This, via email, overnight:
Short answer: it isn’t.
Longer answer, much longer, actually: books, courses, apps and so on that are marketed to speakers of a specific language – for instance, Duolingo’s Italian course for English-speakers – typically make use of translation, either as an activity itself, so translate this phrase in Italian into English (or vice versa, which is harder), or as a teaching tool (x = y), or feedback mechanism – Correct!
Books, course, apps and so on which are intended to be used internationally, don’t usually have translation as an element. At all. Have some fun playing with these resources for students learning English (try different levels to see how it varies) and you’ll see what I mean. New English File has made its publisher, Oxford University Press, millions. Probably hundreds of millions. Without translating anything.
Ditto, go take an Italian course actually IN Italy, and you’ll very likely end up in a classroom with students who aren’t native-English speakers (Germans, Japanese, Spanish-speakers), listening to the teacher speaking only Italian. If you think about that, you’ll realise, it’s the only practical way.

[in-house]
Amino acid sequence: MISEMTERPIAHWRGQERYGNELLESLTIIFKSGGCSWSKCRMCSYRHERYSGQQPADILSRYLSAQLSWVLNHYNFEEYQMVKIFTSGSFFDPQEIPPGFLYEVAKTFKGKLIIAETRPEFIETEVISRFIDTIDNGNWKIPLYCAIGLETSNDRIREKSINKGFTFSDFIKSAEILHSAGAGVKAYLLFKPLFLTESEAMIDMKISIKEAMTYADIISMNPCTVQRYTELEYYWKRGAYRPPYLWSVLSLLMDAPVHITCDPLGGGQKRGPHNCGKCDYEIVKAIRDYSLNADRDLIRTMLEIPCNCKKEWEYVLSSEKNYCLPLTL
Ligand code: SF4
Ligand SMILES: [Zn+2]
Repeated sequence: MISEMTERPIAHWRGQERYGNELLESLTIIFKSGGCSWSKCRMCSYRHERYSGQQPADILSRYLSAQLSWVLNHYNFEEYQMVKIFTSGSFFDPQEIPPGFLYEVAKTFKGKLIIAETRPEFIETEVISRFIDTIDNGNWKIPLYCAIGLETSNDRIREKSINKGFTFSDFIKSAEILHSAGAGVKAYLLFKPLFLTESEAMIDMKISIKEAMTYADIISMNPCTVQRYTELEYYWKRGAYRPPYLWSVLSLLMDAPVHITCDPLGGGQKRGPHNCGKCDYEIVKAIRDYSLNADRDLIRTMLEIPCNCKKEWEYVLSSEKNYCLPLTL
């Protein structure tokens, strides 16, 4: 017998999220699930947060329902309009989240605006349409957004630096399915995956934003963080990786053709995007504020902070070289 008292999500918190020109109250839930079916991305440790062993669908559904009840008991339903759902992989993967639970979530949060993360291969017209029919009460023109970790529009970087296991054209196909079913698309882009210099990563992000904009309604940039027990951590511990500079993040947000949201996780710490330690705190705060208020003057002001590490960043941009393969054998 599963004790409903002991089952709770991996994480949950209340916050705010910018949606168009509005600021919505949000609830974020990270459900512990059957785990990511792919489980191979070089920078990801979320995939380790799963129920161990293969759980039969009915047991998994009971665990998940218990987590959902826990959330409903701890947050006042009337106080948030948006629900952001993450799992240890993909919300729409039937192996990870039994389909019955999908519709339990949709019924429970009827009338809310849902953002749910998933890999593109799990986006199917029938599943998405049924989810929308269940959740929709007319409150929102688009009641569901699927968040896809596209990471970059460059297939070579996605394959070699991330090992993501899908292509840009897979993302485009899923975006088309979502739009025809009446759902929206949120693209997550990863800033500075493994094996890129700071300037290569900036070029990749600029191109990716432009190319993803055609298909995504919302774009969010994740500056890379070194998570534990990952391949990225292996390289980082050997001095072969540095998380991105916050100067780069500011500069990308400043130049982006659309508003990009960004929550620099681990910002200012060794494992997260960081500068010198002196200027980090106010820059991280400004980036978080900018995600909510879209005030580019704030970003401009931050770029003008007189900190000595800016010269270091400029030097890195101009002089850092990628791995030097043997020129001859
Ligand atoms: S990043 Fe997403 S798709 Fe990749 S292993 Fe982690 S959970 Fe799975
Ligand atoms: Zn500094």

Could a teacher be expected to speak (so be able to translate) the mother tongue of any possible student? OK, you have an American and an Argentinian, and know English and Spanish, but this one’s Russian, and doesn’t speak a word of English, or Italian for that matter.
What to do? Cast around for a competent, experienced teacher who speaks great Russian? For this one person in a group of maybe eight or ten? Of course not.
Therefore, anything aimed at a multi-lingual audience (students, bookbuyers) is unlikely to have translation as a basic element.